Whether or not and when the Fed should start reducing its monetary stimulus known as QE has been one of the most hotly discussed topics since the Fed released its May FOMC meeting minutes on May 22, which showed some FOMC members were calling for QE "tapering" as early as June. I will argue that, based on two key factors, not only will the Fed not taper, but it will be ultimately forced to up the ante on QE or risk a serious accident in the banking system and in the economy.
The first factor to support my view is Wednesday's (June 11) Treasury budget report for the month of May. The budget deficit for May was reported to be $138.7 billion vs. an expected $110 billion (per Bloomberg). The government spent $335 billion in May, the largest May outlay and the fourth largest one-month outlay in history.
The cumulative deficit for the first 8 months of Fiscal Year (FY) 2013 is $629 billion. Incredibly, the CBO reported on May 9, that is was projecting a full FY 2013 of $642 billion. I find it beyond fascinating that nearly three quarters of the way through FY 2013, the CBO missed so badly on its deficit projection.
Fed QE purchases of Treasury bonds are currently de facto funding 75% of all new Treasury issuance. On the assumption that the government's spending deficit will continue to widen more than is currently anticipated, the Fed will have no choice but to maintain - at a bare minimum - its current level Treasury purchases or risk sending interest rates significantly higher in order to induce enough outside investor money to replace the Treasury financing being funded by the Fed.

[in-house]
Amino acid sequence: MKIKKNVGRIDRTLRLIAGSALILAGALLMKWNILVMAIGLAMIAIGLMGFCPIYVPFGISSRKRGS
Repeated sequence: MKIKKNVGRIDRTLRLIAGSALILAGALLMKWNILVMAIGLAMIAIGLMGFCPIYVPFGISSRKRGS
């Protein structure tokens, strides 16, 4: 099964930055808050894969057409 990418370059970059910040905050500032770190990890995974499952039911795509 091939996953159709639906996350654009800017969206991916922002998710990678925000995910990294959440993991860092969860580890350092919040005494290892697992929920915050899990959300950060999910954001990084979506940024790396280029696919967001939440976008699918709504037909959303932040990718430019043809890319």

The May budget report shows that the government is spending more and taking in less revenue than was expected by the market just a month ago. In order to "stress test" the current expectations for the full Fiscal Year deficit projections, I pulled up the actual May report from the Treasury - Monthly Treasury Statement [pdf] - and did my own projections based on the trailing eight-month actual numbers for 2013 and 2012.
Simplistically, if the receipts and outlays for the final four months of 2013 and 2012 are identical, the total deficit for 2013 would be $871 billion, or nearly 36% higher than projected by CBO and expected by the market just a month ago. That would also mean that the Treasury would have to issue $229 billion more in new Treasuries than is expected.
It is likely, however that the deficit will be even larger than $871 billion. The government is currently spending at a rate of $303 billion per month this year vs. revenues of $225 billion per month. Assuming those metrics remain constant for the last four months of FY 2013, the final spending deficit would be $936 billion, requiring nearly $300 billion in additional Treasury debt. To be sure, Treasury Secretary Jack Lew has already stated that he can delay making payments into the Federal pension fund plus a few other "tweaks," in order to avoid hitting the mandated Treasury debt ceiling by the end of FY 2013 at the end of September. But his accounting maneuvers would push those spending requirements into FY 2014 and not address the actual spending deficit.